Movie: LES MISERABLES
Rating: PG-13, suggestive and sexual material, violence
and thematic elements
Jeanne: One of the most timeless stories of all --- Victor Hugo's stirring 150-year-old tale of a hunted man who cares for a dead prostitute's young daughter amidst the revolutionaries of 1832 Paris. Truly a story of beauty, courage, selflessness and heroism, "Les Misérables", David's all-time favorite musical, is one of the best films of 2012.
Lest you forget or were not aware, "Les Misérables" is almost completely through-sung, which means there is virtually no spoken dialogue. And to make matters worse for the enormously talented cast, it was filmed with the actors singing it live --- no lip-synching, then going back to a studio to record the singing.
It's an extremely risky proposition, but Academy Award-winning director Tom Hooper ("The King's Speech", 2010) was very adamant that the music and singing should be in the moment to make the most of the beautiful score and lyrics originally composed by Claude-Michel Schonberg and Alain Boublil, then adapted for the English language stage production which premiered in London in 1985.
Anyone who isn't blown away by this stellar cast, including Hugh Jackman as Jean Valjean, Russell Crowe as Javert, Anne Hathaway as Fantine, Amanda Seyfried as Cosette, Eddie Redmayne as Marius, and Samantha Barks as Eponine, is simply not in touch with their inner emotions. These actors perform their hearts out and it is a beautiful experience.
There has been some snarky criticism of Crowe by David and others of his inability to hit some of the higher notes. My take on this is that Javert, the nasty SOB that he is, shouldn't have a "perfect" voice. He's mean and unforgiving, thus his voice should sound the same --- and it does!
This is an emotional story --- period. If you don't enjoy watching actors emitting strong feelings, then this isn't the movie for you. But, if you are a fan of the musical stage version, I cannot imagine that this is not the ticket for you.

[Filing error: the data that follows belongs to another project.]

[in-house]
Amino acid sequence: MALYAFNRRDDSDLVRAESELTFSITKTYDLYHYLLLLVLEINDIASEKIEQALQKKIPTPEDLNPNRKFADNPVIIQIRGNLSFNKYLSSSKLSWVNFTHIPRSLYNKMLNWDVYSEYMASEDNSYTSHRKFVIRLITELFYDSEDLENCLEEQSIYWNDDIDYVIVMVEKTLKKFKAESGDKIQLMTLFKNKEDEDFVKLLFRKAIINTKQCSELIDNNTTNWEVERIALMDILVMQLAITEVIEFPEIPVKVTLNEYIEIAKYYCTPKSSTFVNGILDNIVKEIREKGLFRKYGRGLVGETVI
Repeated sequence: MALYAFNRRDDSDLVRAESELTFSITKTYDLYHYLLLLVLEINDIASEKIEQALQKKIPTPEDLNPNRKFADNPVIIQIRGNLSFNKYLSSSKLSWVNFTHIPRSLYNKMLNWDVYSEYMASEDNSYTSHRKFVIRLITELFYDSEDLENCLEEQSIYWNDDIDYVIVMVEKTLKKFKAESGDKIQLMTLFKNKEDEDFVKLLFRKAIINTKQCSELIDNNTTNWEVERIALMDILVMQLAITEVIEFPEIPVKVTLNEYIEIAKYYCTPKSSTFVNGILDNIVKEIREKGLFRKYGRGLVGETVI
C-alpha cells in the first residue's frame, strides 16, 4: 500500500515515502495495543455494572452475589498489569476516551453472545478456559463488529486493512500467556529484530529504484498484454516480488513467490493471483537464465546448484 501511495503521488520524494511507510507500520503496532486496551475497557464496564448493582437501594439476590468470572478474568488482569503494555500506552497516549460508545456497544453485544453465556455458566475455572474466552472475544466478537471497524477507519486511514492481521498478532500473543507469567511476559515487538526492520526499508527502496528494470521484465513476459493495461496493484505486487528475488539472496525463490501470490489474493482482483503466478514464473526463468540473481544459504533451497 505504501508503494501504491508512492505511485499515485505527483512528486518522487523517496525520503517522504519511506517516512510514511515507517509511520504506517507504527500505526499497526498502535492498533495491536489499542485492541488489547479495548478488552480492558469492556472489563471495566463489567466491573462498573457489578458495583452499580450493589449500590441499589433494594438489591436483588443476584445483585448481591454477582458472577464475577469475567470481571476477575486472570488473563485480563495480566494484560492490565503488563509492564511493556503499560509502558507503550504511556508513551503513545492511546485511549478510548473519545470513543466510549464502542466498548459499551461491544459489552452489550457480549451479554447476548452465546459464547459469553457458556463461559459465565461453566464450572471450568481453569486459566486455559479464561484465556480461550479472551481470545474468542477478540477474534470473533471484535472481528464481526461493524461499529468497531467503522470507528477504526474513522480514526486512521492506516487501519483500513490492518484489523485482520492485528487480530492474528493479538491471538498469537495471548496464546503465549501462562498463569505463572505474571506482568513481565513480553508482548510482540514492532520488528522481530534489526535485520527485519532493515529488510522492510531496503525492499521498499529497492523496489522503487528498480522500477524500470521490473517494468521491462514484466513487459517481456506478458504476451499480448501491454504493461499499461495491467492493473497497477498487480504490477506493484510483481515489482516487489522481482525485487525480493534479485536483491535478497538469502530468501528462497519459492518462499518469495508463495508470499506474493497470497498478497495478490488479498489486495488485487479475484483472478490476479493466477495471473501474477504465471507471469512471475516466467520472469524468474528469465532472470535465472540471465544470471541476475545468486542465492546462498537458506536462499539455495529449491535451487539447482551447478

David: Director Tom Hooper knows how to tug at one's heartstrings. He did it with "The King's Speech" a couple of years ago and walked away with an Academy Award for Best Picture. His latest effort, a brilliant adaptation of the long-running stage musical "Les Misérables", based on the novel by Victor Hugo, raises the goose bumps like no other theatrical presentation of its kind, film or stage.
If that seems a bit pretentious or exaggerated, well --- I'm a bit prejudiced in that "Les Mis", for me, is the single most emotional and stirring piece of art/entertainment of all time. I've seen the live version three times --- albeit fewer than a lot of Les Mis
fanatics --- including a high school production that was equal to any. The past movie offerings have been decent dramatic renderings of the stage musical, but this film, with practically zero dialogue, blew me away.
Even if you're not a fan of musicals, it's hard to conceive how anyone could not get involved with the fabulous storylines going on simultaneously. At the center of it all is the plight of the heroic Jean Valjean (Hugh Jackman), escaping the clutches of the obsessive, driven police inspector Javert (Russell Crowe), and establishing a new name and reputation for himself.